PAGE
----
08.21.09

Obama and the Black Elite

As the first family departs for Martha’s Vineyard, Patricia Williams says the trip illuminates their delicate relationship with the black upper-class—a clubby world of debutantes and BMWs.

As the first family departs for Martha’s Vineyard, Patricia Williams says the trip illuminates their delicate relationship with the black upper class—a clubby world of debutantes and BMWs.

When President Barack Obama appointed Valerie Jarrett as his senior advisor and Desiree Rogers as White House social secretary, there was, among the mainstream media, a bit of muffled gasping about from where on earth such designer-clad doyennes might have emerged. In what hidden universe do black people exist who can actually distinguish a fish knife from a shoe horn? And are there more of them?

View Our Gallery of the Obamas on Vacation

The phenomenon of a black upper class has always been complicated, ambivalent. Often the descendents of “house slaves,” some significant percentage grew up imitating the manners, mores, and various condescensions of white plantation society—including setting up private clubs and exclusionary networks. More recently, the ranks of the black upper middle class have been increased with beneficiaries of the civil rights movement–with people such as Barack and Michelle Obama, who represent a generation able to take advantage of increased access to jobs and schools once off limits. This new mobility has not altogether erased some of the clubbishness and snob appeal of older black organizations, however. There are still fault lines and hidden hierarchies within black social life.

For those whose only exposure to upper class African American social organizations may be the black student organization on one’s college or grad school campus, well, brace yourselves: there’s a world of black debutantes out there, and they mean to do serious, social-climbing business, the wheels of their black BMWs and silver Mercedes Benzes sinking up to their plantinum hubcaps in the soft white sand of the beaches on Martha’s Vineyard, the North Fork of Long Island, and the islands off the coast of South Carolina.

Colson Whitehead’s novel, Sag Harbor, reveals a glimpse of this Cosby-inflected world of strivers, arrivistes and “black boys with summer houses.” These relatively well-off African Americans come largely from the ranks of what the novel’s narrator describes as “the magic seven”: doctors, dentists, lawyers, preachers, teachers, nurses, and undertakers. This is the world that those African Americans not part of such networks sometimes refer to, with a dismissive sad sigh, as “boogie, ” which is a class reference seemingly unknown to most white people. The New York Times, writing about Whitehead, spelled the word, with utter, and utterly cringe-worthy, uninitiated innocence: “bourgie.”

So, a little background for those terrified that the ship of state is about to be steered toward the shoals of Rush Limbaugh’s wildest fears: it may come as a surprise that the black middle class is just that, middle class. It is conformist, pleasantly centrist, relatively conservatively Christian, overweeningly upwardly mobile and generally better (if more anxiously) dressed than its white counterparts.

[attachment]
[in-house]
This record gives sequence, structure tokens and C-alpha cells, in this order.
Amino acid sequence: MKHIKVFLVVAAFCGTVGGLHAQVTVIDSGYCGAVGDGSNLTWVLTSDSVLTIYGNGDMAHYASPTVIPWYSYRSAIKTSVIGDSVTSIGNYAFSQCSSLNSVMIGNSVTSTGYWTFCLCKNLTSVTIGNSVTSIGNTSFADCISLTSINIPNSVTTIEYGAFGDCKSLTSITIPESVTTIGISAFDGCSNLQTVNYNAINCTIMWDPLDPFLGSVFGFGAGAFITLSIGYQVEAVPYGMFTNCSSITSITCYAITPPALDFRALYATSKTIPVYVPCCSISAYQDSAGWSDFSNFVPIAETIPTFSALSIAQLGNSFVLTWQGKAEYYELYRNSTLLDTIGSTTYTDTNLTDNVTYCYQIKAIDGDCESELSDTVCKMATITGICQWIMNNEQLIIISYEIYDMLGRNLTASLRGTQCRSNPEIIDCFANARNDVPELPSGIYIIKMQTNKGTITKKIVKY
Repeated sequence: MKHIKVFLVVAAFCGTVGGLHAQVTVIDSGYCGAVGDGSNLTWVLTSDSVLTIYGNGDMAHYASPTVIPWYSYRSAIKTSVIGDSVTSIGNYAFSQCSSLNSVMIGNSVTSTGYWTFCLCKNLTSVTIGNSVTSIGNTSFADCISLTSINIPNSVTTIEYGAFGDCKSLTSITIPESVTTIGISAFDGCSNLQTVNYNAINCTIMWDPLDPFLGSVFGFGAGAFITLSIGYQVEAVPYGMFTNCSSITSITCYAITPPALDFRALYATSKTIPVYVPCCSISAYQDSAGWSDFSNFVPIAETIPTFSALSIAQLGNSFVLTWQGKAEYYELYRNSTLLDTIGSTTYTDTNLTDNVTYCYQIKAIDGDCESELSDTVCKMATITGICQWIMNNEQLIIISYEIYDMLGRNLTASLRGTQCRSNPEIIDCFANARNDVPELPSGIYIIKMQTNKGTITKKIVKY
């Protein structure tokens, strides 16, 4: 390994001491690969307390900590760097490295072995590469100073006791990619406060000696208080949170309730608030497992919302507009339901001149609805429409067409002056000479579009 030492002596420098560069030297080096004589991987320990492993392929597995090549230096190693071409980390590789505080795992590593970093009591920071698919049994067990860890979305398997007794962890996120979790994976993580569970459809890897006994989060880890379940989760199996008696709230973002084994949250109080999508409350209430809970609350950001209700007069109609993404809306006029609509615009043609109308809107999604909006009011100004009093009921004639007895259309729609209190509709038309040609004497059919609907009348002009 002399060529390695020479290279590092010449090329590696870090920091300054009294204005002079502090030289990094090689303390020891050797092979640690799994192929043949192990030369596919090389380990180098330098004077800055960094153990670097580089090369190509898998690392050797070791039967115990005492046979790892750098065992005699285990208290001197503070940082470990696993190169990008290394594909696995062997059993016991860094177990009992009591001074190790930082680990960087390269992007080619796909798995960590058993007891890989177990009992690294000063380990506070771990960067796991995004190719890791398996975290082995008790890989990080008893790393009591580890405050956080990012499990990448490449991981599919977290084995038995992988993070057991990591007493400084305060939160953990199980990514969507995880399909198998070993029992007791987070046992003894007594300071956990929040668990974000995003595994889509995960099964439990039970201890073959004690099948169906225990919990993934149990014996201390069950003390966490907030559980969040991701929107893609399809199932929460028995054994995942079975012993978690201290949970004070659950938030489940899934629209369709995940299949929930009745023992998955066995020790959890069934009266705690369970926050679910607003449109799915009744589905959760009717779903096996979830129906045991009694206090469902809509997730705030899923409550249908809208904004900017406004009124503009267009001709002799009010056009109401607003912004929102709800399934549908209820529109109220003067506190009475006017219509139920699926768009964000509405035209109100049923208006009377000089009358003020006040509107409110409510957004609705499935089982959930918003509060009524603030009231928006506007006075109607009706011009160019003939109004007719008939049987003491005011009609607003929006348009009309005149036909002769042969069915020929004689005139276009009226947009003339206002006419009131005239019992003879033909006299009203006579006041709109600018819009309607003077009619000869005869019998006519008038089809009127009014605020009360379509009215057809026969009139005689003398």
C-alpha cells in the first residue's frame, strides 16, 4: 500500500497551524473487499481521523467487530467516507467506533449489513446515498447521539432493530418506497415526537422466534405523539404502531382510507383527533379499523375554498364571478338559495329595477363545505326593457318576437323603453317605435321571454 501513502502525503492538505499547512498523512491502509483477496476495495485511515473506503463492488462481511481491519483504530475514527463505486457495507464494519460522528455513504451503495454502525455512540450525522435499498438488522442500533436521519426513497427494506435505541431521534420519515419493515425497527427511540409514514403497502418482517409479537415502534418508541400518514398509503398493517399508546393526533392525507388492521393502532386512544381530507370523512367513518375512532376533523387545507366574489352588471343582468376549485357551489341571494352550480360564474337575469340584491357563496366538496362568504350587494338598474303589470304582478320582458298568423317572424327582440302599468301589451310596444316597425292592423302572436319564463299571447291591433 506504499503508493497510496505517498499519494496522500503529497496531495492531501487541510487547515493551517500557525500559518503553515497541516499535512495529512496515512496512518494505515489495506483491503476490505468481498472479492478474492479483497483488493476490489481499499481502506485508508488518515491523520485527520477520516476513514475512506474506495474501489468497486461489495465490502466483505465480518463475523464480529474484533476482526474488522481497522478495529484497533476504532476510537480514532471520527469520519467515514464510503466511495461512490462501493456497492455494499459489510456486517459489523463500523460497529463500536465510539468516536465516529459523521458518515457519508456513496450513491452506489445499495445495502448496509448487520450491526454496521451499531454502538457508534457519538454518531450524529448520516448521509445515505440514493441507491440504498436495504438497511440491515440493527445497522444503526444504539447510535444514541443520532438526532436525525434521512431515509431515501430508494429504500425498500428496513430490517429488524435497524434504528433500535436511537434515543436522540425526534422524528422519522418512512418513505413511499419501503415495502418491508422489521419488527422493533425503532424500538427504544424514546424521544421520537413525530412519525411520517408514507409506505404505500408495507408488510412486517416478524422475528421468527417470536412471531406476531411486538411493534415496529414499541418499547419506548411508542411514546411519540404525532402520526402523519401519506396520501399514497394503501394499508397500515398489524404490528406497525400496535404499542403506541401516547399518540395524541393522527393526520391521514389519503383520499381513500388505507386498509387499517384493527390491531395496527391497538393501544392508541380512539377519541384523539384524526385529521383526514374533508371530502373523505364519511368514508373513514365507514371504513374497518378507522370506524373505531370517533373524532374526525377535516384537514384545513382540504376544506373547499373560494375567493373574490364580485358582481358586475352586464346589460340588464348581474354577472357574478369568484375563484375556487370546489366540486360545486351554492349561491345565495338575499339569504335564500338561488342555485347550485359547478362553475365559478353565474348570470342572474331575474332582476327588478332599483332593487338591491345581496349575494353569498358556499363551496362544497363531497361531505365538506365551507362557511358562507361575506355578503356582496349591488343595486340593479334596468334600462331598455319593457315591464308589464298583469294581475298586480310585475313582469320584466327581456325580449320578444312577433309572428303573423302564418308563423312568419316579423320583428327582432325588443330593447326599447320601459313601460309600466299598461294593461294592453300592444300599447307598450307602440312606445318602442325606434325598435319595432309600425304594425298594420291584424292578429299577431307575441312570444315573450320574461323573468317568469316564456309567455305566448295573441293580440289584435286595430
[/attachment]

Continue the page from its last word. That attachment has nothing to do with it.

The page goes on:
The media often speaks of “the black middle class” as though it were a solid singularity that includes any dark-skinned person with a job or an education—from bicycle messengers to Oprah Winfrey. Likewise, any black person without a permanent 9-5 job is tossed into “the underclass.” This is in stark contrast to the way “middle class” is applied to white citizens, where it connotes a specific income level lodged above the “temporarily unemployed” and the working class and just beneath the upper-middle class, with the wealthy and the super-rich above that. In other words, popular depictions frequently suppress the political presence of a large black working class, as well as a black upper-middle class, to say nothing of those wealthy African Americans who are bankers or industrialists or computer geeks rather than just movie stars or sports figures.

Hard as it might be to imagine if your head is filled with the Hollywood haze of Gone With the Wind, whatever Miss Scarlett yearned for, so did succeeding generations of her ex-slaves—who in real life were as resolute and deeply ambitious as she was. And so, after the Civil War, African Americans arranged themselves into all manner of self-help groups patterned upon the gilded hierarchies of Tara. Most Americans are at least aware of the role of the black church in this effort at uplift, as well as of the NAACP, of the Tuskegee Institute, and of the Urban League. Thanks to Spike Lee’s movie, School Daze, perhaps a few more are even aware of the contribution of historically black colleges—as well as the function of segregated Greek fraternities and sororities—in coalescing fairly conservative, life-long networking circles.

As with white fraternities, hazing rituals can be snobbish, or bullying. And as with white country clubs, exclusivity can have its ugly edge: some black social groups have the reputation of discriminating based on “connections” of ancestry or education or income, or, in the not-so-recent past, skin color (must be “lighter than a brown paper bag”) and texture of hair (a comb would have to move flowingly through smooth and therefore presumptively not-kinky hair). As for those debutante cotillions…well, what can I say?